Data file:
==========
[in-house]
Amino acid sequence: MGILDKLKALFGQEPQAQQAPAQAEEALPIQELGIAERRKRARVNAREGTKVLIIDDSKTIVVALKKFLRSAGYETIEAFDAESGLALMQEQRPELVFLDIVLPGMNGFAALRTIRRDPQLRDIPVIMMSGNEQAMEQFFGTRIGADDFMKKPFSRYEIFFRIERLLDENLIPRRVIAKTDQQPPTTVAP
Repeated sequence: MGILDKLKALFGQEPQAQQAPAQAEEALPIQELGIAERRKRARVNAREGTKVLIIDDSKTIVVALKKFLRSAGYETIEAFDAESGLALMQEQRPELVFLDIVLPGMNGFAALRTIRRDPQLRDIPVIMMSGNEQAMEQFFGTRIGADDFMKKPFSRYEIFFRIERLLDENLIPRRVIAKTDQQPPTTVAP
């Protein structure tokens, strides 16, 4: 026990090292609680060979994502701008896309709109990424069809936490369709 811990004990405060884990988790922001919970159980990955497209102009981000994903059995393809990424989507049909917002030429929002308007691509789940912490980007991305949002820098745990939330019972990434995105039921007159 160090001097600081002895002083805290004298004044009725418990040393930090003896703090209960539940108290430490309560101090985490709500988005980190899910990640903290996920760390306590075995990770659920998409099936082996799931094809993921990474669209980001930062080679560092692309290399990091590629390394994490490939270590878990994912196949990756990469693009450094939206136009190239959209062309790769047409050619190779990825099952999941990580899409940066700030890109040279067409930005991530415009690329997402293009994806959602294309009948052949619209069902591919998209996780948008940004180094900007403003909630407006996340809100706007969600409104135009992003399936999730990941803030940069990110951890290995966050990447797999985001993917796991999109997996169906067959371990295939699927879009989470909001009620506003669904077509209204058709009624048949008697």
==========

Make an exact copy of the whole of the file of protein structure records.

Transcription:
[in-house]
Amino acid sequence: MGILDKLKALFGQEPQAQQAPAQAEEALPIQELGIAERRKRARVNAREGTKVLIIDDSKTIVVALKKFLRSAGYETIEAFDAESGLALMQEQRPELVFLDIVLPGMNGFAALRTIRRDPQLRDIPVIMMSGNEQAMEQFFGTRIGADDFMKKPFSRYEIFFRIERLLDENLIPRRVIAKTDQQPPTTVAP
Repeated sequence: MGILDKLKALFGQEPQAQQAPAQAEEALPIQELGIAERRKRARVNAREGTKVLIIDDSKTIVVALKKFLRSAGYETIEAFDAESGLALMQEQRPELVFLDIVLPGMNGFAALRTIRRDPQLRDIPVIMMSGNEQAMEQFFGTRIGADDFMKKPFSRYEIFFRIERLLDENLIPRRVIAKTDQQPPTTVAP
């Protein structure tokens, strides 16, 4: 026990090292609680060979994502701008896309709109990424069809936490369709 811990004990405060884990988790922001919970159980990955497209102009981000994903059995393809990424989507049909917002030429929002308007691509789940912490980007991305949002820098745990939330019972990434995105039921007159 160090001097600081002895002083805290004298004044009725418990040393930090003896703090209960539940108290430490309560101090985490709500988005980190899910990640903290996920760390306590075995990770659920998409099936082996799931094809993921990474669209980001930062080679560092692309290399990091590629390394994490490939270590878990994912196949990756990469693009450094939206136009190239959209062309790769047409050619190779990825099952999941990580899409940066700030890109040279067409930005991530415009690329997402293009994806959602294309009948052949619209069902591919998209996780948008940004180094900007403003909630407006996340809100706007969600409104135009992003399936999730990941803030940069990110951890290995966050990447797999985001993917796991999109997996169906067959371990295939699927879009989470909001009620506003669904077509209204058709009624048949008697």